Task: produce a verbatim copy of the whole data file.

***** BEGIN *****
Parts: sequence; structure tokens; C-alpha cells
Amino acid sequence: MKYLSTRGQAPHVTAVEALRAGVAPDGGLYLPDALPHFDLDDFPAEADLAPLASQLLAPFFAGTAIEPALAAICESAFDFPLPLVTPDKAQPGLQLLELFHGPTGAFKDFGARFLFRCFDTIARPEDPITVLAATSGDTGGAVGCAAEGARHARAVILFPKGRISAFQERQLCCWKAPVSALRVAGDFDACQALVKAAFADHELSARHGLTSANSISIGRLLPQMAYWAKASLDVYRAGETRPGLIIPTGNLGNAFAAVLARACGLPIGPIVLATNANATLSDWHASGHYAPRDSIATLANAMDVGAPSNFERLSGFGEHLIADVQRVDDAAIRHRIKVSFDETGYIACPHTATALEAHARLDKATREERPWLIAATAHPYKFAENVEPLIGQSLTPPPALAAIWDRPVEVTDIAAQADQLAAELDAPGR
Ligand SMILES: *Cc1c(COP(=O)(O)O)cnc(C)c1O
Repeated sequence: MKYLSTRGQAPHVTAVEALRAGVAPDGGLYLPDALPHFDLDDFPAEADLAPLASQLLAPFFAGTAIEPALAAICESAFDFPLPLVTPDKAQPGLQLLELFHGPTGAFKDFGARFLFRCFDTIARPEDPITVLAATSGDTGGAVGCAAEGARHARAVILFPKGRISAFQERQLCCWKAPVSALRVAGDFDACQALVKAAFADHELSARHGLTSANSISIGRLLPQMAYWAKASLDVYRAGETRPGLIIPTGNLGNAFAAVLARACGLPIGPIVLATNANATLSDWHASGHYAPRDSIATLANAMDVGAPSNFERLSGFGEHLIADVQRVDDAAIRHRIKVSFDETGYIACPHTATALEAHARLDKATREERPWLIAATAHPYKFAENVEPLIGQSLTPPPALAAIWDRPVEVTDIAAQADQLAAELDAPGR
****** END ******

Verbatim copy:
Parts: sequence; structure tokens; C-alpha cells
Amino acid sequence: MKYLSTRGQAPHVTAVEALRAGVAPDGGLYLPDALPHFDLDDFPAEADLAPLASQLLAPFFAGTAIEPALAAICESAFDFPLPLVTPDKAQPGLQLLELFHGPTGAFKDFGARFLFRCFDTIARPEDPITVLAATSGDTGGAVGCAAEGARHARAVILFPKGRISAFQERQLCCWKAPVSALRVAGDFDACQALVKAAFADHELSARHGLTSANSISIGRLLPQMAYWAKASLDVYRAGETRPGLIIPTGNLGNAFAAVLARACGLPIGPIVLATNANATLSDWHASGHYAPRDSIATLANAMDVGAPSNFERLSGFGEHLIADVQRVDDAAIRHRIKVSFDETGYIACPHTATALEAHARLDKATREERPWLIAATAHPYKFAENVEPLIGQSLTPPPALAAIWDRPVEVTDIAAQADQLAAELDAPGR
Ligand SMILES: *Cc1c(COP(=O)(O)O)cnc(C)c1O
Repeated sequence: MKYLSTRGQAPHVTAVEALRAGVAPDGGLYLPDALPHFDLDDFPAEADLAPLASQLLAPFFAGTAIEPALAAICESAFDFPLPLVTPDKAQPGLQLLELFHGPTGAFKDFGARFLFRCFDTIARPEDPITVLAATSGDTGGAVGCAAEGARHARAVILFPKGRISAFQERQLCCWKAPVSALRVAGDFDACQALVKAAFADHELSARHGLTSANSISIGRLLPQMAYWAKASLDVYRAGETRPGLIIPTGNLGNAFAAVLARACGLPIGPIVLATNANATLSDWHASGHYAPRDSIATLANAMDVGAPSNFERLSGFGEHLIADVQRVDDAAIRHRIKVSFDETGYIACPHTATALEAHARLDKATREERPWLIAATAHPYKFAENVEPLIGQSLTPPPALAAIWDRPVEVTDIAAQADQLAAELDAPGR